Andrew Thomas




Blog Post

Azure Event Hub and Stream Analytics Output Performance

Aug 29, 2020 Azure

I have been intrigued with Azure Event Hubs ever since it was launched, especially the throughput it was supposed to be able to handle as millions of events per second is ridiculously impressive.

I have always been curious as to how this output could be handled though, because no database out there could keep up with that, surely. Curiosity got the better of me and I wanted to create a test that would load up the Stream Analytics with 1/2 million events, and then see how long each Stream Output would take to write the events. Initially I have just done this test for Azure SQL Server and Azure Storage.

Firstly I create a Console Application that would load up 50 threads and each thread would process 1000 events:

static void Main()
  Task[] tasks = new Task[50];
  for (int i = 0; i < 50; i++)
    tasks[i] = new Task(() => SendEvent(1000));
  Parallel.ForEach(tasks, (t) => { t.Start(); });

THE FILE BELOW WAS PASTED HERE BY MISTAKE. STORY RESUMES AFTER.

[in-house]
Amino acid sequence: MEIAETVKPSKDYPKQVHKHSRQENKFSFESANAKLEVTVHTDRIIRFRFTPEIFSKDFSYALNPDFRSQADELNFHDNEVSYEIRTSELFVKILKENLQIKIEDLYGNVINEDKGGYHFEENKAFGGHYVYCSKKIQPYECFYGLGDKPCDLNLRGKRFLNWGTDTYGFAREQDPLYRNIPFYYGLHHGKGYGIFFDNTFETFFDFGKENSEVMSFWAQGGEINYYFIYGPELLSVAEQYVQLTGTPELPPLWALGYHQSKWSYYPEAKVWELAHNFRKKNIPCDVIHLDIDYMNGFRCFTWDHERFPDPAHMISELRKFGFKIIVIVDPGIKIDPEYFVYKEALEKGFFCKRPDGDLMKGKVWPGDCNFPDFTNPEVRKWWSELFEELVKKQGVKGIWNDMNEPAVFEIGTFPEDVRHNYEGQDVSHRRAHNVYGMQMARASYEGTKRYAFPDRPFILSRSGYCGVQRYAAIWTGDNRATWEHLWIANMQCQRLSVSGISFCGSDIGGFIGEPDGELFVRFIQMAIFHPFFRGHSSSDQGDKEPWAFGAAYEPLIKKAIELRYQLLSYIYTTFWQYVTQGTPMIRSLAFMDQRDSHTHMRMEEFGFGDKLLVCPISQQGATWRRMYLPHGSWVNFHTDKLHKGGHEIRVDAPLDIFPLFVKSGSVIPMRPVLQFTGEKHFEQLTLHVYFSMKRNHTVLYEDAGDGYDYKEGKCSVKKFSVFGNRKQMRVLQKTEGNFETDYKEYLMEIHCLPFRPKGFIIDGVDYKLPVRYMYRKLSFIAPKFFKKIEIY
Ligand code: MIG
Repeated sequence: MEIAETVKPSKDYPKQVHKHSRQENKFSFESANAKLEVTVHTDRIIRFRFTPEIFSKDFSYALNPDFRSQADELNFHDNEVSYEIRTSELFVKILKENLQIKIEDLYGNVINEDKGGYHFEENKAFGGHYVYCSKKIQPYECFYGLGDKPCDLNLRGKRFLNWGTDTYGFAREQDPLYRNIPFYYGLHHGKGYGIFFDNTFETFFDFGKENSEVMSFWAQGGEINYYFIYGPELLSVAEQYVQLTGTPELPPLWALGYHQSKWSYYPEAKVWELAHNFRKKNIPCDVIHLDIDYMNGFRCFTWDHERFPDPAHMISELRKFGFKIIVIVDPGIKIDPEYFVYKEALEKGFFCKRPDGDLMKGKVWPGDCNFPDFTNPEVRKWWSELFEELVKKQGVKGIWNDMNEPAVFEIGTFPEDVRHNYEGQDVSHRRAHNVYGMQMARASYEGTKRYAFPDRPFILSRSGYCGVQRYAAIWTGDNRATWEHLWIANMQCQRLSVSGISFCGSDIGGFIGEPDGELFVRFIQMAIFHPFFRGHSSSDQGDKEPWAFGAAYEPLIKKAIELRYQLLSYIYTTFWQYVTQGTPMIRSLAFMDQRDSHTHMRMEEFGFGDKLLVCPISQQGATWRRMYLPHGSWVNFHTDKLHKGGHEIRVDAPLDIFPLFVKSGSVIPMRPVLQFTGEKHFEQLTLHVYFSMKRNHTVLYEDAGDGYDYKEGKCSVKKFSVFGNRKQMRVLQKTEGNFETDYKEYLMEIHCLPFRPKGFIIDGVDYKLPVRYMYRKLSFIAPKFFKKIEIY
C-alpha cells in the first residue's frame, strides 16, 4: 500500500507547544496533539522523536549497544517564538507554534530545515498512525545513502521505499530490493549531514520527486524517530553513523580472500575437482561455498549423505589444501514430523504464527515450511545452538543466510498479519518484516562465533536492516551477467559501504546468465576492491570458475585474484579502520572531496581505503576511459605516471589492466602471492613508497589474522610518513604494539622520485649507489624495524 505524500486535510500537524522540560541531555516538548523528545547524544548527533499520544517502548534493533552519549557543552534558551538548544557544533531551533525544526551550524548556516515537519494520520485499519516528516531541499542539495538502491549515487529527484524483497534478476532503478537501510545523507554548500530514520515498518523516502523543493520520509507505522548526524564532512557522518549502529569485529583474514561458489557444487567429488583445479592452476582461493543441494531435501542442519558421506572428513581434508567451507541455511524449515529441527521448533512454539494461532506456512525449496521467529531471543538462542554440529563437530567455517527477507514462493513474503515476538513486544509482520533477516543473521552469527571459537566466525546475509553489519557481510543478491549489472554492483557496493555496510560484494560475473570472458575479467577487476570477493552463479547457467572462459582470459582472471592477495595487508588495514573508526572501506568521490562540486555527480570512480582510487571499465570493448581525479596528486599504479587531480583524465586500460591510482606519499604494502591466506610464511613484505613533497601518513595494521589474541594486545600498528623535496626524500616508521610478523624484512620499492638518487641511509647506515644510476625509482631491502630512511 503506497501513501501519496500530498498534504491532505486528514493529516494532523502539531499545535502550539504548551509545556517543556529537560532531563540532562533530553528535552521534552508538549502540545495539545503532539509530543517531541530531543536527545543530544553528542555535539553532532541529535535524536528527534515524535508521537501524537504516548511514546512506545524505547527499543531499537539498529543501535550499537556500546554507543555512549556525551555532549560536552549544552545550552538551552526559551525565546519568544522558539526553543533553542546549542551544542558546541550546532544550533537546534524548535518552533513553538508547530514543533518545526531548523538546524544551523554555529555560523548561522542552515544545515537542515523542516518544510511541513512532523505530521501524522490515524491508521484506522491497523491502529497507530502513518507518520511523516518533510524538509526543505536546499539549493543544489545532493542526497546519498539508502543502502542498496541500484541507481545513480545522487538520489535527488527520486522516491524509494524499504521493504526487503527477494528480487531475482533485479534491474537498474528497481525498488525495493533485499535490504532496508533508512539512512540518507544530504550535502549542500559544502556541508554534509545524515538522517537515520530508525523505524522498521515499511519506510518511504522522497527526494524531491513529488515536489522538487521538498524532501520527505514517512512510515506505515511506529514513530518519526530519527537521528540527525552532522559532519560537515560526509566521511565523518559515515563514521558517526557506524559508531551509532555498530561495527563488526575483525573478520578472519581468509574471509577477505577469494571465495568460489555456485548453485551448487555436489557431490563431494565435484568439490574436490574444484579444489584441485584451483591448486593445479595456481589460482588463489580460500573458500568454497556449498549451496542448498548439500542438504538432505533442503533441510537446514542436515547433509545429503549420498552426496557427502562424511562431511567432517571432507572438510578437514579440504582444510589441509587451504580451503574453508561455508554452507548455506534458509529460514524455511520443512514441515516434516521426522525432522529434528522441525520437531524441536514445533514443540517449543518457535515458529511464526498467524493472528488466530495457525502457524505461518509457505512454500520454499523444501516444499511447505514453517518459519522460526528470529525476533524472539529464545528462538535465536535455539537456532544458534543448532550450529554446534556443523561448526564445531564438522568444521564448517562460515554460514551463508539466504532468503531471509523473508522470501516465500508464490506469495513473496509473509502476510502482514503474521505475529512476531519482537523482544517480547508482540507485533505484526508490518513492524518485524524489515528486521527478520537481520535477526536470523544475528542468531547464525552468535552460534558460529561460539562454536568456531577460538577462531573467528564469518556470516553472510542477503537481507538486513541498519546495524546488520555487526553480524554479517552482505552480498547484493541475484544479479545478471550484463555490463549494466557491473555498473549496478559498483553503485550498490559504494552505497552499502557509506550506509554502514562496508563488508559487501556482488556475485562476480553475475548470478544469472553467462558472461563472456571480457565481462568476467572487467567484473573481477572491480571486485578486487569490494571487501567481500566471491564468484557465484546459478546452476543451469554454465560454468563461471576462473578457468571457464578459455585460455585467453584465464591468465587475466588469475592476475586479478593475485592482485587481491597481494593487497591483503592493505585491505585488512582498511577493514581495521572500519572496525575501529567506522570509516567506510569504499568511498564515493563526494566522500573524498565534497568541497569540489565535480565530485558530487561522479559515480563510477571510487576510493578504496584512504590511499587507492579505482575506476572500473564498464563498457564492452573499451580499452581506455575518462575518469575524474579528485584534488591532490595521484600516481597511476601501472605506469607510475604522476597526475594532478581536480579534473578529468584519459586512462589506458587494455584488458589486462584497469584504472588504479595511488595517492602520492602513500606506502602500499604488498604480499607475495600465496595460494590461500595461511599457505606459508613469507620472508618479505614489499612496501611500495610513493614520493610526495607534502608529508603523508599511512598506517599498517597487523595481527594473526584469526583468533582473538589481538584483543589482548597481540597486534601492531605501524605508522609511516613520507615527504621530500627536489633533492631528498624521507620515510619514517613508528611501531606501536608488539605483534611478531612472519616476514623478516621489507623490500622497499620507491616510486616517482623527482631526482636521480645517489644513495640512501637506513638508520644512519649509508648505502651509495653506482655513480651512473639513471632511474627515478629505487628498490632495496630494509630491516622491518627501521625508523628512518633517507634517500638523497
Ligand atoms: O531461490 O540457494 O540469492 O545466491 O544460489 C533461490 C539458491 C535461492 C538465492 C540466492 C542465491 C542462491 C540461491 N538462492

public static void SendEvent(int eventCount)
  EventHubSender client = EventHubSender.CreateFromConnectionString(ConnectionString);

  for (int i = 0; i < eventCount; ++i)
    string serialisedData = String.Format("{{ \"ClientId\": \"TestClient1\", \"UserId\": \"TestUser1_{0}_{1}\", \"TestData\": \"Action\" }}", DateTime.Now.ToString(), i);
    client.Send(new EventData(Encoding.UTF8.GetBytes(serialisedData)));

Within Azure I created the following in the same region:

  • Azure Storage account (Standard LRS)
  • Two SQL Server Instances (5 DTU and 100 DTU to compare)
  • Event Hub (10 throughput units)
  • Stream Analytics Account (6 streaming Units)
  • Azure VM (A3)

Stream Analytics Setup for Storage

The query within Stream Analytics simply selected the input data and sent to the output:

INTO [BlobStorage]
FROM [EventHubTracking]

For each test I had only one output — either Blob or SQL, I didn’t want to do them at the same time in case the performance of each affected the other.

Within the Virtual Machine I created a batch file that would execute the the above code 10 times (to get 500,000). I tested each scenario 3 times to confirm and all times were around the same.

Time taken for each

The speed for each was

  • Azure Storage: 244 seconds
  • SQL Server (100 DTU): 292 seconds
  • SQL Server (5 DTU): 326 seconds

Interestingly Azure Storage was much quicker, and obviously cheaper too, so best option in a large scale environment is to write to Azure Storage and then batch process from there, dependent what you want to do.

What I also found interesting is that not one event was lost. There were exactly 500,000 each time. I had read that events may get lost, but that simply wasn’t the case.